Self Employed Women’s Association


SEWA

 

Self Employed Women’s Association (SEWA) is a membership-based organisation of poor self-employed women workers. It has membership of more than 1 million  women workers in 9 states of India and current membership of 12,56,994. These nine states are Gujarat, Madhya Pradesh, Uttar Pradesh, Delhi, Bihar, Rajasthan, West Bengal, Kerala, Uttarakhand.

 

These women work in the informal sector of the economy and do not have a fixed employer-employee relationship. SEWA’s main goal is to organize the women worker’s for full employment and self reliance. Full employment means employment whereby workers obtain work security, income security, food security and social security (at least health care, child care and shelter). By self reliance we mean that women should be self reliant, individually and collectively, both economically and in terms of decision making ability.

 

SEWA organizes these women workers through the strategy of struggle and development. The struggle is against many constraints and limitations imposed on them by the society and the economy, while development activities strengthen women’s bargaining power and offers them new alternatives. Practically, the strategy is carried out through the joint action of union and cooperatives.

 

The main objective of the project was to build the capacity of the SHG members to enhance the education and skill opportunities of the local communities. Village meetings were conducted in 15 villages and in all 474 participants attended these meetings.  Series of trainings sessions were conducted including leadership, technical, washing power, incense stick making, solar lantern assembling, weaving, train the trainers, and accounting were completed during.

Durgarpur women making solar lanterns

 

SEWA movement is enhanced by a confluence of three movements – the labour movement, the cooperative movement and the women’s movement.

 

SEWA and ICA Partnership: Expanding To Rajasthan for Capacity Building for SHGs

 

SEWA has been working in Rajasthan since 2006. SEWA entered into an agreement with District Rural Development Agency(DRDA), Dungarpur for integrated development of rural women of Dungarpur district, through Self Help Groups(SHGs).  SEWA has been implementing this program since then focusing on the integrated development of the groups by providing them with capacity building inputs and facilitating social security and related services to the rural women. The program is being implemented in five village panchayats of Dungarpur and Bichiwara blocks of Dungarpur district.

In order to strengthen the work that SEWA has been doing in the state of Rajasthan, ICA has been working with SEWA by providing initial seed funding to support following objectives:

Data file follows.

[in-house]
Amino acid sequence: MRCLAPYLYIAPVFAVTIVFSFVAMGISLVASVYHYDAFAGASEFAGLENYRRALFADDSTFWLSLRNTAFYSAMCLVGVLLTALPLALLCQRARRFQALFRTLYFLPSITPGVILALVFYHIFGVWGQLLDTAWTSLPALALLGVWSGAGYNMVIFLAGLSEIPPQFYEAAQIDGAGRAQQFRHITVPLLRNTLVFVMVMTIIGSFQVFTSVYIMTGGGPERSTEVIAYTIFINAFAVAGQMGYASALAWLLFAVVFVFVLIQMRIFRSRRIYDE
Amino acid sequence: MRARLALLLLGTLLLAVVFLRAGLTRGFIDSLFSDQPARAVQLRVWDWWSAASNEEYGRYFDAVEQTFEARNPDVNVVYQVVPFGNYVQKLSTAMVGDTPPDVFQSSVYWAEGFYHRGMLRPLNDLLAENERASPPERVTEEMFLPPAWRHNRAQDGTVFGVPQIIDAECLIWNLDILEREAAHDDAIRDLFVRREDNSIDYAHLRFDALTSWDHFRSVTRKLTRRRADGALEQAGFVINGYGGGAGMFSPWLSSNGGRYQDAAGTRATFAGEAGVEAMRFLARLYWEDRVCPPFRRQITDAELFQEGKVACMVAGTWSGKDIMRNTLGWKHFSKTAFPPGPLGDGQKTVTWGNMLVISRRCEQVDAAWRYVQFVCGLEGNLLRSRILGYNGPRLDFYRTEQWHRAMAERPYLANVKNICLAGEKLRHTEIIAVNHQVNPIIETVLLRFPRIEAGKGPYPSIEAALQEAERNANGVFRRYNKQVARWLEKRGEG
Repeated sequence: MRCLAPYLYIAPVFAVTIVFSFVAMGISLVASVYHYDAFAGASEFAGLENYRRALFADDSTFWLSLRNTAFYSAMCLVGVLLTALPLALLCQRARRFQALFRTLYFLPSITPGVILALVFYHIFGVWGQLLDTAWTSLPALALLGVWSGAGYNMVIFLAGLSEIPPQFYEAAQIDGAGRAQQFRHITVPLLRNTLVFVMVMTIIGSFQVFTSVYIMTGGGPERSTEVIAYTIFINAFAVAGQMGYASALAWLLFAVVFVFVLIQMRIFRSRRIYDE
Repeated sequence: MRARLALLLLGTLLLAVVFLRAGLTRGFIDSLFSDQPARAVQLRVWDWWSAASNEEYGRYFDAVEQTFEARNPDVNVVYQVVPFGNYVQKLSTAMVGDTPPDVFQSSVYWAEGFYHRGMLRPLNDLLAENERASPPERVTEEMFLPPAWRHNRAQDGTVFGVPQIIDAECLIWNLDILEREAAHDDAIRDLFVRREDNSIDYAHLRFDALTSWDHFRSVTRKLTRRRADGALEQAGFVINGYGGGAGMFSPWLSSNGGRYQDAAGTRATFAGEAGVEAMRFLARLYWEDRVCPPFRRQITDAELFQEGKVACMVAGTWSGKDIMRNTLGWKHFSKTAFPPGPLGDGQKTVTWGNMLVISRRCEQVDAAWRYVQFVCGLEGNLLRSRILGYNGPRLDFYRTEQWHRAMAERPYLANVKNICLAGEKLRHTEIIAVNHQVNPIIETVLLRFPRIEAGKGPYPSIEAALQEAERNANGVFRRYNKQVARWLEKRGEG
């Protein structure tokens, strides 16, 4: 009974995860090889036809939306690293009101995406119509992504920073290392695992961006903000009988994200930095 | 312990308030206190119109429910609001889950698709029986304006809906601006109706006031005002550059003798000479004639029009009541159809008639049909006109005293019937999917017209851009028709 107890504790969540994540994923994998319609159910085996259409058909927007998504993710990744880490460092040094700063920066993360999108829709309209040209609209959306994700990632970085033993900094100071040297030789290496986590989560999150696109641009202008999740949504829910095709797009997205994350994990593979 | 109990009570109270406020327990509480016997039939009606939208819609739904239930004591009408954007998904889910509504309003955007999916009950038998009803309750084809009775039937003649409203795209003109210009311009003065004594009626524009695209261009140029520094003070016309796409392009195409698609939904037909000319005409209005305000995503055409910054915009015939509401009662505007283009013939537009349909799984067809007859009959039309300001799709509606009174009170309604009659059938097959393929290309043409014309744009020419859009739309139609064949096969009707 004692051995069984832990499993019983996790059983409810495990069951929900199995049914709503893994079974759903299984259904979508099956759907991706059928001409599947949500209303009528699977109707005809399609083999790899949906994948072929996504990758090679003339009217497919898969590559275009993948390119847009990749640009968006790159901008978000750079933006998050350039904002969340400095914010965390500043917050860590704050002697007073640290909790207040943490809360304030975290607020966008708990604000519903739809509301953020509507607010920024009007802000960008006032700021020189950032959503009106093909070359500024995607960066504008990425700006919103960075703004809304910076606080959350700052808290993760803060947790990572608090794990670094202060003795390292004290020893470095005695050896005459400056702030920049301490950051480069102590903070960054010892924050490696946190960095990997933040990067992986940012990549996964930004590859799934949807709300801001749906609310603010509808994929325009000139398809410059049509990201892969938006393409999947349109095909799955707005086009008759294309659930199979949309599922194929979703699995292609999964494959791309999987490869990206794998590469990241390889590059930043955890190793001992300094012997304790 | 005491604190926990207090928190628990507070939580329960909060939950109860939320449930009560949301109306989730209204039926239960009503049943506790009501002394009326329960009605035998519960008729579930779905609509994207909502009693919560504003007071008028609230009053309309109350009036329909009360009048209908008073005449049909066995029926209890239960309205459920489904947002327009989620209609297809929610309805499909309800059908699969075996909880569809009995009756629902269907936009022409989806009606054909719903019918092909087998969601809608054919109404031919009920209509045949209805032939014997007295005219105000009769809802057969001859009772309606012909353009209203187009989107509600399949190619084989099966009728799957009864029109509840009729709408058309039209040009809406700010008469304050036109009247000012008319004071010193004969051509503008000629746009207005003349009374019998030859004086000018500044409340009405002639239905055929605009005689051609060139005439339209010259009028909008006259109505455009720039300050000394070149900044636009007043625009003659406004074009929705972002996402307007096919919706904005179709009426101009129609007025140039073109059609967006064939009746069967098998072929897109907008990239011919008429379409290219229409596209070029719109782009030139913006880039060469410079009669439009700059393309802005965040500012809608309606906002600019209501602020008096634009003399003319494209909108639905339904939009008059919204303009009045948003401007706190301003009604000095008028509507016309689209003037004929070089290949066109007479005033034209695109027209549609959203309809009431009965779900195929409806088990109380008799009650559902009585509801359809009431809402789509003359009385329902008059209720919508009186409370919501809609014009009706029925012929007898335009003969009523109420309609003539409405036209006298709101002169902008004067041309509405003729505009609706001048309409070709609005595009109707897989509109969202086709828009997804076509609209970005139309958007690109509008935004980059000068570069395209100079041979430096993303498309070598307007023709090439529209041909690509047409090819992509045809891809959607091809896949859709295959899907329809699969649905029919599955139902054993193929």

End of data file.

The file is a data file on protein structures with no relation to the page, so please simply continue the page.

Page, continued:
Members Education and SEWA Movement Training

 

The Membership Education program, Sabhya Shikshan, has become the backbone of SEWA’s leadership development program. This program, the most basic and introductory program of SEWA, was initiated as a means for SEWA to create a sense of unity and direction, awareness or SEWA’s values and ideology particularly as the organization are rapidly expanding. By building identity, unity and an understanding of collective action among SEWA members, the program plays a central role in creating the deep roots that makes the SEWA movement strong.

 

Through the training, members learn to identify themselves as women workers and come to understand the structure of SEWA and their role within the organization. They also understand the contribution of women in the Indian Economy, collective strength by organizing, awareness of their power as women in the society, and nation at large. By this awareness they learn the values of unity and organizing.

 

Training is held in the villages by trained member-trainers. Since its inception in 1998, more than 16,000 members from nine districts in Gujarat have completed the training. SEWA proposes to undertake similar member’s education trainings in Rajasthan also.

 

Training and Capacity Building

 

The intention under this program is to enhance the capacities of the members, leaders, trainers and organizers of the program. In order to ensure local capacity building of the team various types of trainings will be provided to the members. These trainings will include

 

  • SEWA movement Training
  • Trainers Training
  • Training of barefoot managers – the training will consist of reflection meetings, exposure trips, lateral learning, etc.
  • Leadership training
  • Capacity building trainings to the members of spearhead team
  • Capacity building trainings for management of groups, accounts, writing reports, minutes, etc.